Updated: Nov 10
I have a lot to say here, so I'm not gonna make this super fancy. Let's cut to the chase, eh?
Here are the top 10 mistakes (in my opinion and not in this particular order) that are often made by Doulas with little experience.
Not holding their doula training accountable: So many new doulas finish their doula training and have some of the most basic questions that should've been answered in their training. If you leave your training feeling lost about where to start, you need to go back to your training organization and let them know that you need support. If you're required to serve clients in order to become certified, you should at least leave your training knowing how to facilitate a consultation and prenatal visit.
Not hiring a mentor: This goes hand in hand with mistake number 1. You WILL have some questions after training. Even with good training. Hiring a mentor can help you navigate the finer details of life as a new Doula. I'll be making a separate post or podcast episode on finding a mentor. (Psssst....inquire within. I have mentorship slots open and they're on sale for $200 off during 11/2022)
3. Not hiring a backup: We are not magicians. We cannot always be available. Life happens. Not having a backup in place for your clients is doing them a huge disservice. If you don't make it to their birth, yes you can refund them. However, you can't give them back their birth experience. Network with local doulas. It's likely they could use backup too.
4. Thinking there's one right way to be a Doula: Every Doula has different standards. Some like to have personal relationships with clients. Attending baby showers and birthdays. Some like to keep it strictly professional. Some only attend homebirths. Some require their clients to take childbirth classes. Doula in the way that aligns with you. There will be clients who desire you for who you are and what you offer. Stop worrying about what everyone else is doing.
5. Treating people like clients before they pay: Unless you're offering free services, stop treating people like they're clients before they've paid and signed your contract. Many Doulas get used this way. They'll respond to texts and calls for advice. Spend time doing research etc just to be ghosted without pay. Don't set yourself up.
6. Having no or a limited contract: Contracts are the foundation of your business. If you don't have a contract or don't have a solid one, you're asking for trouble. A mentor (or even a lawyer) is a helpful way to ensure that you have a contract that doesn't miss anything important. And every client needs to sign. No exceptions. Even family or friends.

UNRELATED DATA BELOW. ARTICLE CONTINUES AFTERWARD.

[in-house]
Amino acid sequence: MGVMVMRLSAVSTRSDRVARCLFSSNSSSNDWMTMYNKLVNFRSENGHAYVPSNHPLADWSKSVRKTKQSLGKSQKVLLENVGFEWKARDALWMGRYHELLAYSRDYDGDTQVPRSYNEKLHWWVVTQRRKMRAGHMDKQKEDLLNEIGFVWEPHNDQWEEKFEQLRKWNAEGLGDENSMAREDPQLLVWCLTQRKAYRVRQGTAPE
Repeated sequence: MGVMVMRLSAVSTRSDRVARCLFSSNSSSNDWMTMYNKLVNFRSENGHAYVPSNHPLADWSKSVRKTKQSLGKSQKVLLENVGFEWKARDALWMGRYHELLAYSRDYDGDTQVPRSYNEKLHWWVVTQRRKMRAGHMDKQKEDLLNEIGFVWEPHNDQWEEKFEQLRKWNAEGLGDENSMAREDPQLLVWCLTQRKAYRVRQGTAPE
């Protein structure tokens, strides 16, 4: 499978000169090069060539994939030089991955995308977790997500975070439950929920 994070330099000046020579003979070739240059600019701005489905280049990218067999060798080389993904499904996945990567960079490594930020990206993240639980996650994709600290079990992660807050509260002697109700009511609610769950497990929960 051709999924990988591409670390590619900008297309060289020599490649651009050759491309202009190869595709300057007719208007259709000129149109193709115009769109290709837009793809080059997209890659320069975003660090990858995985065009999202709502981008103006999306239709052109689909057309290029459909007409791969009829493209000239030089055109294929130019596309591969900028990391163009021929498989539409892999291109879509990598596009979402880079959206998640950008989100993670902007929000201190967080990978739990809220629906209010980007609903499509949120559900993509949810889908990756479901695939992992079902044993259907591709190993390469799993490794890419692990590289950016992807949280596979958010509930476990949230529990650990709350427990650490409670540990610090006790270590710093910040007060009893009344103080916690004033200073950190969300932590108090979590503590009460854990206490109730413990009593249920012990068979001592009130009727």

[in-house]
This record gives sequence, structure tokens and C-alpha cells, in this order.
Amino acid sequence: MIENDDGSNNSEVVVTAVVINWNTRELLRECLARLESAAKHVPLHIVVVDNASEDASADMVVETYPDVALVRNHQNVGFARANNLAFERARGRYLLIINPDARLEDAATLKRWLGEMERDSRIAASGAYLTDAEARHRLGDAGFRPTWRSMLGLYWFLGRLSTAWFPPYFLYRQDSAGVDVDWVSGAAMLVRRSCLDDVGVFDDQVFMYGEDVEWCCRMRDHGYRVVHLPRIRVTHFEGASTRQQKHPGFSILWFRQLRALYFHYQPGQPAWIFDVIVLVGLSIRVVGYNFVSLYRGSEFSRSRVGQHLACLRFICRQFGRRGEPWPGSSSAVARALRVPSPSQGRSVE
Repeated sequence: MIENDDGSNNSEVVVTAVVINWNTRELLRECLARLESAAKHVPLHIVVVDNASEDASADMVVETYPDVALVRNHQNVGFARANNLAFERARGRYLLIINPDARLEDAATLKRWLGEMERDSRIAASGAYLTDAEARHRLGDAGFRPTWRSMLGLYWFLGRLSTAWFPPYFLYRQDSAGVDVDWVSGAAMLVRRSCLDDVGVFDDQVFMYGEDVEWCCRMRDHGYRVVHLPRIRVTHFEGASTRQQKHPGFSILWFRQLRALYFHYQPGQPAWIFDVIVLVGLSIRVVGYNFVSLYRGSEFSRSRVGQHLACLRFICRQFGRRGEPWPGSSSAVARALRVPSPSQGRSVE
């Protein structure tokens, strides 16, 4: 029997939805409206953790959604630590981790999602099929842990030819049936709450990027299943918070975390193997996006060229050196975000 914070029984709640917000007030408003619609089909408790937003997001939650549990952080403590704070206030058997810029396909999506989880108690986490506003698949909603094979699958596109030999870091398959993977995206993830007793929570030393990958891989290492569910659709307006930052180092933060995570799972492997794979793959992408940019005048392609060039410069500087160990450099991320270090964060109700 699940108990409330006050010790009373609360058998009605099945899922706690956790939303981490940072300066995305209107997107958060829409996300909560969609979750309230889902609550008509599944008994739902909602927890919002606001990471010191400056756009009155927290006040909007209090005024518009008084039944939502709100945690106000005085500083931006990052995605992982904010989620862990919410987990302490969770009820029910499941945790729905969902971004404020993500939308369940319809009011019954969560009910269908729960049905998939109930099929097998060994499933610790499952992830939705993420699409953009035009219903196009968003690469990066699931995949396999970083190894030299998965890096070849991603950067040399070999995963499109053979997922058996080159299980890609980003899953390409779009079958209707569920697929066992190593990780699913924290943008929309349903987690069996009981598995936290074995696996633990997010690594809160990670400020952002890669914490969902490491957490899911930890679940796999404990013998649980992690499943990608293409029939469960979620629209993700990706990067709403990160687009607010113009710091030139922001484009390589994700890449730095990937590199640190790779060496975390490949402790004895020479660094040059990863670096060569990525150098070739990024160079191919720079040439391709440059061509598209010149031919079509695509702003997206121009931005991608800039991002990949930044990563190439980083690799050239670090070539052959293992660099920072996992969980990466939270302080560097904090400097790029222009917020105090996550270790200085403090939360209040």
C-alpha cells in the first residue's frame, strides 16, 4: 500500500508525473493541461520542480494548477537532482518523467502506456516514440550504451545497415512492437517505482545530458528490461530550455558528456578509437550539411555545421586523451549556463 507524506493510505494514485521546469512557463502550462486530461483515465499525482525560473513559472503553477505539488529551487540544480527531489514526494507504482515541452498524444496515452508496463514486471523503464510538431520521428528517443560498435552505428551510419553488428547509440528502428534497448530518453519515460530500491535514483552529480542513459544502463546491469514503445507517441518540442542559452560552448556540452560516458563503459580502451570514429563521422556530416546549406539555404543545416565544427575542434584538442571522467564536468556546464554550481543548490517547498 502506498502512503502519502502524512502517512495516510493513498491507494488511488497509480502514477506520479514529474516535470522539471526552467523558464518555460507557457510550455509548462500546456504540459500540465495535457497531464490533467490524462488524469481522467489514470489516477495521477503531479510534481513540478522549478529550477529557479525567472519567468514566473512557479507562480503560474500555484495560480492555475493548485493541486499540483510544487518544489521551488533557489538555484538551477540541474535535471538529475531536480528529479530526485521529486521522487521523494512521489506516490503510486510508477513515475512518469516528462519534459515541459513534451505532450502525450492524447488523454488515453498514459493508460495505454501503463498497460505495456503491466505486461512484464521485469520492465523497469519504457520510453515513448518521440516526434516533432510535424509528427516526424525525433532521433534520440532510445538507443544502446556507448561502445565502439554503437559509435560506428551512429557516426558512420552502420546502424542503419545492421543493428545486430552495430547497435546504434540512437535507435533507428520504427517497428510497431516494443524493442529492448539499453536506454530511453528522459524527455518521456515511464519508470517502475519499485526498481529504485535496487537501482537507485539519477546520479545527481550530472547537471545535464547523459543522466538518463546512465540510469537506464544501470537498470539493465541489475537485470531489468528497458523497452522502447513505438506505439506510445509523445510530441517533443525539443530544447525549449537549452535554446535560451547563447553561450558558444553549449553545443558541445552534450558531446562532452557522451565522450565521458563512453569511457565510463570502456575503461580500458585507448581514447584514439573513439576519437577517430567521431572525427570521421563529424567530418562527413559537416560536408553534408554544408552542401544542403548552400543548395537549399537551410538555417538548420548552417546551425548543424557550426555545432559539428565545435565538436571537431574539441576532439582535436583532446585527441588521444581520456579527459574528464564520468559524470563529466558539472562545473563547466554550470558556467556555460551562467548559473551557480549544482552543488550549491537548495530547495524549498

7. Not charging appropriately: I use the term appropriately very loosely. What's appropriate for one may not be appropriate for another. Decide what's appropriate for you. If you want to work for free because you feel called, fine. If you want to charge high end, that's fine (so long as your service quality reflects your cost). Don't know what to charge? Know that you need to make a living wage. Let's say the average living wage is roughly $30/hr and you put in roughly 30hours during the contract period with your client, that's $900. Honestly, I feel no Doula should be charging less than that unless they want to.
8. Doing too much: So many Doulas want to take all of the trainings under the sun so that they feel competent. Slow down and learn to perfect your new skills first. Continuing education is really important but save those for the more important skills. Stop taking trainings just to take them if they aren't your calling. Every Doula doesn't need to be an herbalist, for example. Chill.
9. Arriving at births too early: It's easy to get excited and head over to your client the minute things are happening, but this leads to Doula burnout. Long hours at births are no fun. Especially when you realize that you could've waited. Learn how to navigate a good time to be with your clients. As a general rule of thumb, when the client needs to have their partner call me because they can no longer manage a phone call themselves, it's time to go. Of course, this varies from one client to the next. Some will have high anxiety or will be a single parent and may need you as early as possible. Most births, however, don't require your presence immediately.
10. Relying on family and friends to be your first clients: A lot of Doulas finish training and start thinking that their pregnant friends and family members will automatically want their services. The lie detector test determined that was a lie. LOL!!! Honestly, many of your friends and family members won't want to create a professional relationship with you. It feels weird. They also would rather just slide in your dm for free advice. You' the plug now. The pregnancy plug. Better set those boundaries early.
Feel free to comment your thoughts below or share some mistakes you've seen made. Don't forget to share.